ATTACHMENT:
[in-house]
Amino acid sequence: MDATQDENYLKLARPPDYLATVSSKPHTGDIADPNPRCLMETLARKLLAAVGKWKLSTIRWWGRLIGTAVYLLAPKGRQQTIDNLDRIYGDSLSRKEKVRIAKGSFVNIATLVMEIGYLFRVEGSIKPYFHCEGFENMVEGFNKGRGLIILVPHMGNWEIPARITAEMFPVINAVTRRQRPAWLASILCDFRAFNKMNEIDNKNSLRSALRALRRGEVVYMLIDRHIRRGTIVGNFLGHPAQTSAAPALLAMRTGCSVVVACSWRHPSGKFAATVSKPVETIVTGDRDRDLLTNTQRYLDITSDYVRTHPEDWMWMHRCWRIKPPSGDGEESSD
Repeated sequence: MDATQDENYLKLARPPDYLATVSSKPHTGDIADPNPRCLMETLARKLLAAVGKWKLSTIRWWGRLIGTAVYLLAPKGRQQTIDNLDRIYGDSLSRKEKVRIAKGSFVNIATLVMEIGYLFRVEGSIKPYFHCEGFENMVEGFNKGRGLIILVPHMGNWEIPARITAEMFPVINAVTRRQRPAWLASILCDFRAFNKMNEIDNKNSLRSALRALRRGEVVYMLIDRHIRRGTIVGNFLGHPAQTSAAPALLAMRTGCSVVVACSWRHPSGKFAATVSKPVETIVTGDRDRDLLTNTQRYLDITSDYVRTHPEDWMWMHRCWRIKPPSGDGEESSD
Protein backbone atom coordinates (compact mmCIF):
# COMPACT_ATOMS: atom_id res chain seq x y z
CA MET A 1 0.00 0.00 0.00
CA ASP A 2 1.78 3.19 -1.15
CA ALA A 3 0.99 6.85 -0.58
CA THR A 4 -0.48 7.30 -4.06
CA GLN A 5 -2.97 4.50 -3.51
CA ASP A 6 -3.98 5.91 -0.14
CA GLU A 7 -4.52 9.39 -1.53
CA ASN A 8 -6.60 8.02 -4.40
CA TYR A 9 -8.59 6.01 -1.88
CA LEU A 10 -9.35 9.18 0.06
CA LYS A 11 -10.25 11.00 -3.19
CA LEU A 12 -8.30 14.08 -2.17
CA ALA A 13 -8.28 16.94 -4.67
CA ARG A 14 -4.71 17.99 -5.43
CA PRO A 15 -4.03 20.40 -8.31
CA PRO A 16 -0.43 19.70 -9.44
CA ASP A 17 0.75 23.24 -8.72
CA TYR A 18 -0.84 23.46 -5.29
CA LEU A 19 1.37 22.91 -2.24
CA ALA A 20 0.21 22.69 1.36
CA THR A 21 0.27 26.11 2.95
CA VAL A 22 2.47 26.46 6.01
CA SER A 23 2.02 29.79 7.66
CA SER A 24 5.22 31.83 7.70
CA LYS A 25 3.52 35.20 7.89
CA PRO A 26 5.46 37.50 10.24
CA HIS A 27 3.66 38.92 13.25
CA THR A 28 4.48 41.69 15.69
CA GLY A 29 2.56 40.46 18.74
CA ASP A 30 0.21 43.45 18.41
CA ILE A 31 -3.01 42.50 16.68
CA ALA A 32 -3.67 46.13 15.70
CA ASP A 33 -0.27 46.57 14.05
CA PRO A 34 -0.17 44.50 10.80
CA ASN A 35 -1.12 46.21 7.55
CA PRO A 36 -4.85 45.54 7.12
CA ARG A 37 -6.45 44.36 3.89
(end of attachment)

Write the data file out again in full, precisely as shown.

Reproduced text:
[in-house]
Amino acid sequence: MDATQDENYLKLARPPDYLATVSSKPHTGDIADPNPRCLMETLARKLLAAVGKWKLSTIRWWGRLIGTAVYLLAPKGRQQTIDNLDRIYGDSLSRKEKVRIAKGSFVNIATLVMEIGYLFRVEGSIKPYFHCEGFENMVEGFNKGRGLIILVPHMGNWEIPARITAEMFPVINAVTRRQRPAWLASILCDFRAFNKMNEIDNKNSLRSALRALRRGEVVYMLIDRHIRRGTIVGNFLGHPAQTSAAPALLAMRTGCSVVVACSWRHPSGKFAATVSKPVETIVTGDRDRDLLTNTQRYLDITSDYVRTHPEDWMWMHRCWRIKPPSGDGEESSD
Repeated sequence: MDATQDENYLKLARPPDYLATVSSKPHTGDIADPNPRCLMETLARKLLAAVGKWKLSTIRWWGRLIGTAVYLLAPKGRQQTIDNLDRIYGDSLSRKEKVRIAKGSFVNIATLVMEIGYLFRVEGSIKPYFHCEGFENMVEGFNKGRGLIILVPHMGNWEIPARITAEMFPVINAVTRRQRPAWLASILCDFRAFNKMNEIDNKNSLRSALRALRRGEVVYMLIDRHIRRGTIVGNFLGHPAQTSAAPALLAMRTGCSVVVACSWRHPSGKFAATVSKPVETIVTGDRDRDLLTNTQRYLDITSDYVRTHPEDWMWMHRCWRIKPPSGDGEESSD
Protein backbone atom coordinates (compact mmCIF):
# COMPACT_ATOMS: atom_id res chain seq x y z
CA MET A 1 0.00 0.00 0.00
CA ASP A 2 1.78 3.19 -1.15
CA ALA A 3 0.99 6.85 -0.58
CA THR A 4 -0.48 7.30 -4.06
CA GLN A 5 -2.97 4.50 -3.51
CA ASP A 6 -3.98 5.91 -0.14
CA GLU A 7 -4.52 9.39 -1.53
CA ASN A 8 -6.60 8.02 -4.40
CA TYR A 9 -8.59 6.01 -1.88
CA LEU A 10 -9.35 9.18 0.06
CA LYS A 11 -10.25 11.00 -3.19
CA LEU A 12 -8.30 14.08 -2.17
CA ALA A 13 -8.28 16.94 -4.67
CA ARG A 14 -4.71 17.99 -5.43
CA PRO A 15 -4.03 20.40 -8.31
CA PRO A 16 -0.43 19.70 -9.44
CA ASP A 17 0.75 23.24 -8.72
CA TYR A 18 -0.84 23.46 -5.29
CA LEU A 19 1.37 22.91 -2.24
CA ALA A 20 0.21 22.69 1.36
CA THR A 21 0.27 26.11 2.95
CA VAL A 22 2.47 26.46 6.01
CA SER A 23 2.02 29.79 7.66
CA SER A 24 5.22 31.83 7.70
CA LYS A 25 3.52 35.20 7.89
CA PRO A 26 5.46 37.50 10.24
CA HIS A 27 3.66 38.92 13.25
CA THR A 28 4.48 41.69 15.69
CA GLY A 29 2.56 40.46 18.74
CA ASP A 30 0.21 43.45 18.41
CA ILE A 31 -3.01 42.50 16.68
CA ALA A 32 -3.67 46.13 15.70
CA ASP A 33 -0.27 46.57 14.05
CA PRO A 34 -0.17 44.50 10.80
CA ASN A 35 -1.12 46.21 7.55
CA PRO A 36 -4.85 45.54 7.12
CA ARG A 37 -6.45 44.36 3.89